Skip to main content

Heat Inactivation of Escherichia coli O157:H7 in Apple Juice Exposed to Chlorine

Buy Article:

$37.00 plus tax (Refund Policy)


Exposure of Escherichia coli O157:H7 to chlorine before heat treatment results in increased production of heat shock proteins. Current heating regimens for pasteurizing apple cider do not account for chlorine exposure in the wash water. This research determined the effect of sublethal chlorine treatment on thermal inactivation of E. coli O157:H7. D 58-values were calculated for stationary-phase cells exposed to 0.6 mg/liter of total available chlorine and unchlorinated cells in commercial shelf-stable apple juice (pH 3.6). D 58-values for unchlorinated and chlorine-exposed cells in buffer were 5.45 and 1.65 min, respectively (P < 0.01). Death curves of chlorine-exposed and unchlorinated cells in apple juice were not completely linear. Unchlorinated cells heated in apple juice exhibit a 3-min delay before onset of linear inactivation. Chlorine treatment eliminated this shoulder, indicating an overall loss of thermotolerance. The linear portion of each curve represented a small fraction of the total population. D 58-values calculated from these populations are 0.77 min for unexposed cells and 1.19 min for chlorine-exposed cells (P = 0.05). This indicates that a subpopulation of chorine-treated cells is possibly more resistant to heat because of chlorine treatment. The effect of chlorine treatment, however, is insignificant when compared with the effect of losing the shoulder. This is illustrated by the time required to kill the initial 90% of the cell population. This is observed to be 3.14 min for unchlorinated versus 0.3 min for chlorine-exposed cells (P < 0.001). These observations indicate that current heat treatments need not be adjusted for the effect of chlorine treatment.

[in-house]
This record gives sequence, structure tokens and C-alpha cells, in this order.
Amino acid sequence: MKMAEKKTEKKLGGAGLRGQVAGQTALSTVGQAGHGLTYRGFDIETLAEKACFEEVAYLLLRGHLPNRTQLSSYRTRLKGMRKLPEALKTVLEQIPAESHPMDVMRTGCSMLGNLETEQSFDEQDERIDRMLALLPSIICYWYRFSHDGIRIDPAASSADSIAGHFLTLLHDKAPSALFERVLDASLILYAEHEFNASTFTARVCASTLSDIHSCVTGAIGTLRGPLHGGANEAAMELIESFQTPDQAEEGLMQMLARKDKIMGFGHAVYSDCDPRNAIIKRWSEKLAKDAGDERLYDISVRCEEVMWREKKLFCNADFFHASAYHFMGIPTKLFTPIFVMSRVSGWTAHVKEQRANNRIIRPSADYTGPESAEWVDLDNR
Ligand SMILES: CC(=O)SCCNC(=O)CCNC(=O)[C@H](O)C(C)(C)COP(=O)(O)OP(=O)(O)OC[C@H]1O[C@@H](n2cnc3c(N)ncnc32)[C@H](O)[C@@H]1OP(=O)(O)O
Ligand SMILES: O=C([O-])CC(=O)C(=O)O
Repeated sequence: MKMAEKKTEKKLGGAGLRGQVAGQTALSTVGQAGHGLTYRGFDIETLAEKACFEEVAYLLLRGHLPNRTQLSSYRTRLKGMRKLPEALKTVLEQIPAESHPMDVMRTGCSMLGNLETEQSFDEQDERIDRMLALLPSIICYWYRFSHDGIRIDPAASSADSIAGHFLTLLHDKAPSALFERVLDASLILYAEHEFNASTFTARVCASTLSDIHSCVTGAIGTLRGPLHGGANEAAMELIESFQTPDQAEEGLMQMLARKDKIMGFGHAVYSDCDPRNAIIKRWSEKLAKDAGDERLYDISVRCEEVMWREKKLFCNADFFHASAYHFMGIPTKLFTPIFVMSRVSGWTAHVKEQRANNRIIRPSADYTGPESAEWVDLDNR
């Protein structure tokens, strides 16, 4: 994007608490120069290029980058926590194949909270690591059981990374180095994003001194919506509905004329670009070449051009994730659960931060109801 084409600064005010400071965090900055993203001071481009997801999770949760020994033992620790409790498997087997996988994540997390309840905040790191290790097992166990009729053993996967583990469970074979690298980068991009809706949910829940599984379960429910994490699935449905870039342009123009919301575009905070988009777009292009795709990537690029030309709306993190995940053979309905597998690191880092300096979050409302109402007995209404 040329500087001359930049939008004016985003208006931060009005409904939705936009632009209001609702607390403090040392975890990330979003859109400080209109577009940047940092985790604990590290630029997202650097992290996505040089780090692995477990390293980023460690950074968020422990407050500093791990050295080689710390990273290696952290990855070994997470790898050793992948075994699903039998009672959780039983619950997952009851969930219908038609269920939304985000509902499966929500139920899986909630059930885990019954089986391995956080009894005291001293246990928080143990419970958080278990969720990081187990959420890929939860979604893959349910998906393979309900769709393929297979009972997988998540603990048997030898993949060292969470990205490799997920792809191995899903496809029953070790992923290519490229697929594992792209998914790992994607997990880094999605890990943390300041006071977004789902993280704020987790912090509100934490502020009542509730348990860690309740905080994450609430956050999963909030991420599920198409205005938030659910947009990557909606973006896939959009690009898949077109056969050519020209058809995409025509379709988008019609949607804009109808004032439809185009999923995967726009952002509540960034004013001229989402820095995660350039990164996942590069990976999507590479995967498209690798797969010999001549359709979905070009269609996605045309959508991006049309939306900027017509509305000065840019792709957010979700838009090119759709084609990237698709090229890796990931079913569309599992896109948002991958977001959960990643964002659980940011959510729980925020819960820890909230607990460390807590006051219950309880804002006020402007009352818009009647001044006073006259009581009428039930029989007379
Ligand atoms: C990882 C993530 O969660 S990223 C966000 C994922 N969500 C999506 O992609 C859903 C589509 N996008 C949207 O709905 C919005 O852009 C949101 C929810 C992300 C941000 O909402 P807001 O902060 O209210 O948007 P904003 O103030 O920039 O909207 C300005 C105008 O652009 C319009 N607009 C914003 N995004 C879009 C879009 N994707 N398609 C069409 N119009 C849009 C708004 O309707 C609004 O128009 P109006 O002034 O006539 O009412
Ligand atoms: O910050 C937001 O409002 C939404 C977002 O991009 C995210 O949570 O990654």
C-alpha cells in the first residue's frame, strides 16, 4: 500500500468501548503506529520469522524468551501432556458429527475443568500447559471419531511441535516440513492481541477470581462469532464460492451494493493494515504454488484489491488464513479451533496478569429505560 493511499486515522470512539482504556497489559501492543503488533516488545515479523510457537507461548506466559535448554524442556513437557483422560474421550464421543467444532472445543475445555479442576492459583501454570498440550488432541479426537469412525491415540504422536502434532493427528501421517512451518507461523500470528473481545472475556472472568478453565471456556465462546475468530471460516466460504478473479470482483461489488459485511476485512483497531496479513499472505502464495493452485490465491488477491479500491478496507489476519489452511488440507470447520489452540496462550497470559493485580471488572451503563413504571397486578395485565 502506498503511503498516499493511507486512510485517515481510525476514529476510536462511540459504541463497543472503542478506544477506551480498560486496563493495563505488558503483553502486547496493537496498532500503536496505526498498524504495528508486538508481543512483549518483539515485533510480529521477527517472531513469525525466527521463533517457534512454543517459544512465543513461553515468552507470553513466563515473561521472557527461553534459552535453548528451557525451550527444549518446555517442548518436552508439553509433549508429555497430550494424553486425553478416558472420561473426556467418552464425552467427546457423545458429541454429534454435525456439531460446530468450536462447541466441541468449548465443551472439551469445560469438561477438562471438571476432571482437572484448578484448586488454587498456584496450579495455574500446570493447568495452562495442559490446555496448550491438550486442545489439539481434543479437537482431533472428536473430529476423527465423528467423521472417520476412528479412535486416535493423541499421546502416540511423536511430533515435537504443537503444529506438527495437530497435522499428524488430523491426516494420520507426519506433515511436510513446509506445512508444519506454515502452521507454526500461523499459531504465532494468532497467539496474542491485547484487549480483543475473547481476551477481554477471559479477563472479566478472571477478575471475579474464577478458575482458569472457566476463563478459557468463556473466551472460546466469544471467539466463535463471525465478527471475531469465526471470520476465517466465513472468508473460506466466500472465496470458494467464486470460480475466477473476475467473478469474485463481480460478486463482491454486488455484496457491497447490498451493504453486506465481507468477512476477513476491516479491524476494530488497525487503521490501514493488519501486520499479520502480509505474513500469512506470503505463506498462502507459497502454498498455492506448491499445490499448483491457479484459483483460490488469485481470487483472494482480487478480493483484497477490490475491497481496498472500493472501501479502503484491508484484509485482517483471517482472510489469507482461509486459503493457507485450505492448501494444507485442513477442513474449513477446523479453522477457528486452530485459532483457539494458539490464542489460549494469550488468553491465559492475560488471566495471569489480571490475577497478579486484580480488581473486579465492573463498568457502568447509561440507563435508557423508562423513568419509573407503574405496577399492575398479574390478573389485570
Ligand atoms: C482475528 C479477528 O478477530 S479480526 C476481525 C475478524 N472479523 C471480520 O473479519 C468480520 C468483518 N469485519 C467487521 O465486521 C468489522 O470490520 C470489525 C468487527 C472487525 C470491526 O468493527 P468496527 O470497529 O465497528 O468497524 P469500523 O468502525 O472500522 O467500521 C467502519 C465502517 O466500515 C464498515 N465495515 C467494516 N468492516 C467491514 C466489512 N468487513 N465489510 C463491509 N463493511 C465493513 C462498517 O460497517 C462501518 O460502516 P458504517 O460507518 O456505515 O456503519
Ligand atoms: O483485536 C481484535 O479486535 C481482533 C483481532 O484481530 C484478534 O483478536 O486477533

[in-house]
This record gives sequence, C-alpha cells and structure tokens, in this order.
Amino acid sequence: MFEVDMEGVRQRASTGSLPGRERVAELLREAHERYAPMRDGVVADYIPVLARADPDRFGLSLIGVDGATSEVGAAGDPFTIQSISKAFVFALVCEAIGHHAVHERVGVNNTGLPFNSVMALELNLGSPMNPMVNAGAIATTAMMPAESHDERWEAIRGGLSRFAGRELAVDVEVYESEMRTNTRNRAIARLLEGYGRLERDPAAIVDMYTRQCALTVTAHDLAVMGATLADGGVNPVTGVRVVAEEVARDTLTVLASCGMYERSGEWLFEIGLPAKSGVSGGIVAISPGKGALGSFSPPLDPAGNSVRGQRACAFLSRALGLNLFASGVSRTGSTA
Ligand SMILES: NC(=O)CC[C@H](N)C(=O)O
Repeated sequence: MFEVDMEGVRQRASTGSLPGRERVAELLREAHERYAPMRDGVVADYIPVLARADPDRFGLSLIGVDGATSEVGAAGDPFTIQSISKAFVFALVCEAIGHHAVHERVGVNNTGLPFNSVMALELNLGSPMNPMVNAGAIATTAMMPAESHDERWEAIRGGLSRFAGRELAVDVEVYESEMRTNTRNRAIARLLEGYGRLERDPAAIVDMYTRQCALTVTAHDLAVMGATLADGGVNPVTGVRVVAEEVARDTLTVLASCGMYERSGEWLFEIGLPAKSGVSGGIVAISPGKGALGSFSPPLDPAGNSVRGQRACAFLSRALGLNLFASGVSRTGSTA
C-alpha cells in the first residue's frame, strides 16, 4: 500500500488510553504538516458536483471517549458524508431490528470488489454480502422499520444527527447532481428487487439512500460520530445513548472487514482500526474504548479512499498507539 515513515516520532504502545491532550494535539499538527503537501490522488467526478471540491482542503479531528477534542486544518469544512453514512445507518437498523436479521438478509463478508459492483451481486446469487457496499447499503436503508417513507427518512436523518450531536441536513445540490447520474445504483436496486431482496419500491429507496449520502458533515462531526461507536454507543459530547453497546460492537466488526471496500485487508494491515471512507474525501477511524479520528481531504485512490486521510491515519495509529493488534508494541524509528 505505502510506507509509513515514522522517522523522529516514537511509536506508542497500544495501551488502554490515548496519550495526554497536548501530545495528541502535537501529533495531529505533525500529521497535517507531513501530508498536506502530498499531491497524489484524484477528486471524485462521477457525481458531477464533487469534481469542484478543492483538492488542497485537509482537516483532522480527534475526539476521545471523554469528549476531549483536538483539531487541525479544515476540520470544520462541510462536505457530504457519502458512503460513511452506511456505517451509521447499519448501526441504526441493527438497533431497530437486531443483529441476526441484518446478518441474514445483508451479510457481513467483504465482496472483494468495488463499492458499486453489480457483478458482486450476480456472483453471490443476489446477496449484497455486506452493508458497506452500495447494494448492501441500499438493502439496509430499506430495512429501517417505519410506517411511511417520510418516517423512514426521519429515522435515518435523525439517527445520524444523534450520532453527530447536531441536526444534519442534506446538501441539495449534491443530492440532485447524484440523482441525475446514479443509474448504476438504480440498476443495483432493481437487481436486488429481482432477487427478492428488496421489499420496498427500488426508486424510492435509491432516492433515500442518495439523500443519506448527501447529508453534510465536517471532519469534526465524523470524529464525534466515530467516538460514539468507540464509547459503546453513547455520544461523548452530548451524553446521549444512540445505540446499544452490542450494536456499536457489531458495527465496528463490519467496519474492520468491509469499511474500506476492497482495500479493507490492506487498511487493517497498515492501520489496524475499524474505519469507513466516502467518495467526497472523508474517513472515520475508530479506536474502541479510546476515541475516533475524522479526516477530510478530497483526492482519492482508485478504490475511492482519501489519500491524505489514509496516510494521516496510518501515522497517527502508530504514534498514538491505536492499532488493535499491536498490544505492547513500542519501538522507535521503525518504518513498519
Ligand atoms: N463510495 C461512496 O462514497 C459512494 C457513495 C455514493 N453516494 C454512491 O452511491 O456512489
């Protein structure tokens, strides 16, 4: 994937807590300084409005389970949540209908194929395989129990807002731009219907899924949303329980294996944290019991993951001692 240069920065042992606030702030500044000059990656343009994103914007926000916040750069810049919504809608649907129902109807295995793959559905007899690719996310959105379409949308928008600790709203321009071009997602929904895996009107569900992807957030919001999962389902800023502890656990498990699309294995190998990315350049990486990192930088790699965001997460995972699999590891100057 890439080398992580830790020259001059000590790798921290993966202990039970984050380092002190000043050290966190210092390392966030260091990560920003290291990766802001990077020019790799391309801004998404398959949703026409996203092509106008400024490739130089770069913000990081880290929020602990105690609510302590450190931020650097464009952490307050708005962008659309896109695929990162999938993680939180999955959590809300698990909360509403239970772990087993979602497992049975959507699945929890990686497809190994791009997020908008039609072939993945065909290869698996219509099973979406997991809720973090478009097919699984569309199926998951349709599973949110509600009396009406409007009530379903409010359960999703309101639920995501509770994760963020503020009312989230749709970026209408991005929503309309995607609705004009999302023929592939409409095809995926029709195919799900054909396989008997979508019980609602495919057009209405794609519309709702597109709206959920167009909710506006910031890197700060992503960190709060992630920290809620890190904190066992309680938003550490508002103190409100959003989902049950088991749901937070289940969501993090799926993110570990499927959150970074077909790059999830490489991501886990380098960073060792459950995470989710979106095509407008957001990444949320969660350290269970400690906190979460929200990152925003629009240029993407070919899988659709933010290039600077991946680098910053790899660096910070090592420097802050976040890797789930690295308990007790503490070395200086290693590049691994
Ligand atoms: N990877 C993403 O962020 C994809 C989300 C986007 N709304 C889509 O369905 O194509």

Document Type: Research Article

Affiliations: Center for Food Safety and Quality Enhancement, Department of Food Science and Technology, University of Georgia, Athens, Georgia 30602-2106, USA

Publication date: August 1, 2000

More about this publication?
  • IAFP Members with personal subscriptions to JFP Online: To access full-text JFP or JMFT articles, you must sign-in in the upper-right corner using your Ingenta sign-in details (your IAFP Member Login does not apply to this website).

    The Journal of Food Protection (JFP) is a refereed monthly publication. Each issue contains scientific research and authoritative review articles reporting on a variety of topics in food science pertaining to food safety and quality. The Journal is internationally recognized as the leading publication in the field of food microbiology with a readership exceeding 11,000 scientists from 70 countries. The Journal of Food Protection is indexed in Index Medicus, Current Contents, BIOSIS, PubMed, Medline, and many others.

    Print and online subscriptions are available to IAFP Members and institutional subscribers. IAFP Members with a subscription to JFP Online will have access to all available JFP and JMFT content. Online visitors who are not IAFP Members or journal subscribers will be charged on a pay-per-view basis. Membership and subscription information is available at
  • Information for Authors
  • Submit a Paper
  • Subscribe to this Title
  • Membership Information
  • Information for Advertisers
  • Ingenta Connect is not responsible for the content or availability of external websites

Access Key

Free Content
Free content
New Content
New content
Open Access Content
Open access content
Subscribed Content
Subscribed content
Free Trial Content
Free trial content
Cookie Policy
Cookie Policy
Ingenta Connect website makes use of cookies so as to keep track of data that you have filled in. I am Happy with this Find out more